Entrepreneurs are competitive by nature — it’s a trait we need to survive. But that doesn’t mean you shouldn’t look to form strategic partnerships with other entrepreneurs. In fact, a startup in a separate industry should be seen as an ally and a potential investment.
Investing doesn’t always mean contributing large sums of cash. That may not be possible, especially if you run a small business. Investing can include purchasing or pre-ordering a product, making introductions to key people, and offering advice or expertise
There are many compelling reasons to invest in other startups, but here are a few to get you started.
1. You’re a Highly Qualified Investor
Since you know from experience what it takes to be a successful entrepreneur, you can use your understanding of early-stage companies and capital investments to leverage risk and identify opportunities for a higher ROI. By lending a hand, you may be able to improve a startup’s chance of success.
2. You Warm the Waters for Other Investors
Because you’re more likely to recognize and encourage a startup that ends up succeeding, you can improve the investment statistics. Investing is risky, and no one knows it more than investors.Research shows that three out of four startups fail, and a 2013 Worthworm study showed nearly half of all angel investors regretted their investments.
Statistics like these keep investor cash on the sidelines and make it harder for young companies to get the capital they desperately need. The more entrepreneurs invest in other startups, the better the success rate will be. The higher the success rate, the more investors we’ll attract — and that’s good for everyone.
3. What Goes Around Comes Around
Entrepreneurs are as loyal as they are competitive, and when you help one out, he or she is likely to return the favor. Most are well-connected people with the ability to open doors to your next big customer, partner, or investor. The more you work with other entrepreneurs, the more resources you’ll have to share.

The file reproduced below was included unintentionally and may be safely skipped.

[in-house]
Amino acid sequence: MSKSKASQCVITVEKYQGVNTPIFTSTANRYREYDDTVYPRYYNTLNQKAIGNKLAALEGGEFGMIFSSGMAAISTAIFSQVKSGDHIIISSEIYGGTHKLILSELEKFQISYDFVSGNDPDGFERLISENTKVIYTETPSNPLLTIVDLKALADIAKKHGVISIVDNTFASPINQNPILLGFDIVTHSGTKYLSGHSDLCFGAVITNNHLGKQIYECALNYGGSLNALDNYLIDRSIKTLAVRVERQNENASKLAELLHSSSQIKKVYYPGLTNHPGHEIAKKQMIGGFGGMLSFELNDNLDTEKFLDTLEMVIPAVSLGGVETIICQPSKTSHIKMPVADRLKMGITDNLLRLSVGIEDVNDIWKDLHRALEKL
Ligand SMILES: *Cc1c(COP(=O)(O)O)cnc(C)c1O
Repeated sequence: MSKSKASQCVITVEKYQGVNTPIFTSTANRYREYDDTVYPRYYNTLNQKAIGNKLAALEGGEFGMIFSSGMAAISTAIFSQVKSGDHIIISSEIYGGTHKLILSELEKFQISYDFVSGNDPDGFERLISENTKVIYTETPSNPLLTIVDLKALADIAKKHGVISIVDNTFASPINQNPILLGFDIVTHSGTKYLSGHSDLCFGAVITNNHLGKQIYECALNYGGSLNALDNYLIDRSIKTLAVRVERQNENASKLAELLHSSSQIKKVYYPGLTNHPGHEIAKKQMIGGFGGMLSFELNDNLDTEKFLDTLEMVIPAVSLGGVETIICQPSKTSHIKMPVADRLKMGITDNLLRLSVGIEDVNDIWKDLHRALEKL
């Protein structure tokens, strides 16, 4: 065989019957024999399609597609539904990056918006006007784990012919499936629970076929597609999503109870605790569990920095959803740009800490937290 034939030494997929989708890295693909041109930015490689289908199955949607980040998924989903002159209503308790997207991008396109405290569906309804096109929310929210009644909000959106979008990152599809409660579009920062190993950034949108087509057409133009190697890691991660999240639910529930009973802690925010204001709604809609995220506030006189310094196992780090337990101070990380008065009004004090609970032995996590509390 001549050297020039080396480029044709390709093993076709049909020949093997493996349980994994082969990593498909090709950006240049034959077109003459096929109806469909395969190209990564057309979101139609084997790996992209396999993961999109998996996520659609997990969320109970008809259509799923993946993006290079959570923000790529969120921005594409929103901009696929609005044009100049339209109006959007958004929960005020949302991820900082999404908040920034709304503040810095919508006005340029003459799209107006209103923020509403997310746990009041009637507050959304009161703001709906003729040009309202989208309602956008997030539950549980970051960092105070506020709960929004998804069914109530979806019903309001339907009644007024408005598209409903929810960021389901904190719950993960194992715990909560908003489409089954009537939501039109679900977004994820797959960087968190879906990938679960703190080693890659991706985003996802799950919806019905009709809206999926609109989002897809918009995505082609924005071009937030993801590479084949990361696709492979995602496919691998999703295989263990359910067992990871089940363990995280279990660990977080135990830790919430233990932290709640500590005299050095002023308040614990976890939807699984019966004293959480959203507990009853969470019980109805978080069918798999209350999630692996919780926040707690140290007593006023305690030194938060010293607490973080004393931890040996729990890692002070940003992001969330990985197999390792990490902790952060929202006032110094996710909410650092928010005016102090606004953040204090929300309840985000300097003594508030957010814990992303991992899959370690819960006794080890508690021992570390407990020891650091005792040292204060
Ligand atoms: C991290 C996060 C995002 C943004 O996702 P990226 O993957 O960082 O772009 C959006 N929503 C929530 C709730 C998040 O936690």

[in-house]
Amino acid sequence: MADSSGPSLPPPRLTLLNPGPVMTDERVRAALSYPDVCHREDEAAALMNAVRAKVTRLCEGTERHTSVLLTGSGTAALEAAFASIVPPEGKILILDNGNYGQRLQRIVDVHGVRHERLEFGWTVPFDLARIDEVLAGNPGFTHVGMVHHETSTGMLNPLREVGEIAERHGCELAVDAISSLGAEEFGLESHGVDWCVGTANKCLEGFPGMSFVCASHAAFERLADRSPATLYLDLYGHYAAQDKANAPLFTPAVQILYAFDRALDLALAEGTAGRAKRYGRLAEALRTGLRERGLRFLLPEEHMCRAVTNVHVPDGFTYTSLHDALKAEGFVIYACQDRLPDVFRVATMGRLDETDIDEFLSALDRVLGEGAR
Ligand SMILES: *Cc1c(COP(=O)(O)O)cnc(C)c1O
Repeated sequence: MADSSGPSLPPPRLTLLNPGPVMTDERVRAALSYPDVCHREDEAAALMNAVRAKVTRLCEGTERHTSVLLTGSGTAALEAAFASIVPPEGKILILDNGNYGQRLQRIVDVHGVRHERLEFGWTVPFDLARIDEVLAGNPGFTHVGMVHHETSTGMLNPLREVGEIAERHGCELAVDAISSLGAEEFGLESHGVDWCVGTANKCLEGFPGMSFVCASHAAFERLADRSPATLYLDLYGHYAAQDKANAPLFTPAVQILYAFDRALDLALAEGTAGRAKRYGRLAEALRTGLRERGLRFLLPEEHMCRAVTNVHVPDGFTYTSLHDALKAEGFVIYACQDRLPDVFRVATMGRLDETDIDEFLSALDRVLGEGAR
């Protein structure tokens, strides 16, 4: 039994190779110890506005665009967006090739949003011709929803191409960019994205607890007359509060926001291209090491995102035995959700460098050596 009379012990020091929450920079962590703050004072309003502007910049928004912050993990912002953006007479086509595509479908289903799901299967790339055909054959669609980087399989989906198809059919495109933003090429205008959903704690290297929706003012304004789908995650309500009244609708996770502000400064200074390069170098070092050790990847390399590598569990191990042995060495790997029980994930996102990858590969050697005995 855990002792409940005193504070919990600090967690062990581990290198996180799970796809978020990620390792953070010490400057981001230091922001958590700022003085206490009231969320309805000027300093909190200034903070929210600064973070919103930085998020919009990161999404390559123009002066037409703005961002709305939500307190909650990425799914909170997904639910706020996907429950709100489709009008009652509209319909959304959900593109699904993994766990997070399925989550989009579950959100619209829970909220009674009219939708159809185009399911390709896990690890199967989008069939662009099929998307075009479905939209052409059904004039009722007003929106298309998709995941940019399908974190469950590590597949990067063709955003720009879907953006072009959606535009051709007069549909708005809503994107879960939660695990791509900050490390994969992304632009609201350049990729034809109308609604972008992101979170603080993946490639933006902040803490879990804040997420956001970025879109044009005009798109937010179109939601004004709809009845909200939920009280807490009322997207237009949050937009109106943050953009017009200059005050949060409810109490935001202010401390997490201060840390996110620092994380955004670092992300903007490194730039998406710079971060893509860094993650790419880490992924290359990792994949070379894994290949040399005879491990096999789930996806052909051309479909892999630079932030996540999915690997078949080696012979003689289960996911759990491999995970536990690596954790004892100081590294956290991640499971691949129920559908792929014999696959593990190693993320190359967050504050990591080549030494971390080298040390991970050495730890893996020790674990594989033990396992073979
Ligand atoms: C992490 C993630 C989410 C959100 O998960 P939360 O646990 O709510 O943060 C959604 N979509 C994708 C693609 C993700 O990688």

4. Your Investment Could Be a Startup’s Savior
The best and brightest entrepreneurs aren’t always the ones who succeed. Along with skill and hard work, luck often plays an important role. Your investment might be the stroke of luck a startup needs to make it through a critically tough time. Take Tony Hsieh: He pushed through near bankruptcy to turn Zappos into a billion-dollar company. Now, Hsieh is revitalizing Las Vegas and turning it into a startup utopia.
5. Your Investment Helps Build the Economy
Startups are key to revitalizing our economy. The more startups work together to help each other succeed, the more jobs we’ll create. And as startup jobs become increasingly vital to our economy, we’ll see more startup-friendly programs and policies enacted. The Startup America Partnership and the JOBS Act have helped our industry, but there are still many more improvements needed to make our country startup-friendly.
6. A Lot of Smart Entrepreneurs Do It
Follow the wisdom of the crowd. Dave McClure of 500 Startups invests in businesses in exchange for equity through capital, mentorship, office space, and more. Path co-founder and CEO Dave Morin has invested in startups such as SocialRadar and Crowdtilt.com. And, of course, AOL co-founder Steve Case has invested in numerous startups, including LivingSocial, Zipcar, and Bigcommerce. These successful entrepreneurs see the opportunity and the importance of investing in other startups, and you should, too.
Investing in startups is not a job for bleeding hearts. Losing money or other resources on your investment doesn’t make you a more philanthropic person. Investing in fellow entrepreneurs requires the same business savvy that banks or venture capitalists employ to ensure a good ROI. Before you invest in another entrepreneur’s vision, carefully evaluate the viability of the startup. Here are three tips to guide your investments:
1. Find people you believe in. Only invest in a startup with founders you really believe in — people who are trustworthy, highly qualified, focused, and determined to succeed. Even if this venture fails, entrepreneurs like these are likely to succeed in other enterprises, and they’ll remember that you were there to support them.
2. Seek a good match. Look for a compatible startup that will maximize your investment and provide value to both your company and theirs. It’s wise to allocate your resources to those enterprises where you can provide value beyond the initial investment. You’re looking for a startup where your special expertise, connections, and resources will have the biggest impact.
3. Seek a customized ROI. It’s up to you to determine how you’ll receive returns on your investment. How might the entrepreneur or startup you’re investing in help you and your business in the future? Is there potential for your companies to work together? Do the founders have relationships with contacts that could help your business? What other opportunities for ROI are there? Invest in those startups that offer a return that appeals to you.
Investing in fellow entrepreneurs and startups just makes sense. Instead of going after the whole pie, let’s share it. There’s enough to go around, and it gets bigger the more we divvy it up.
Image credit: CC by 401(K) 2013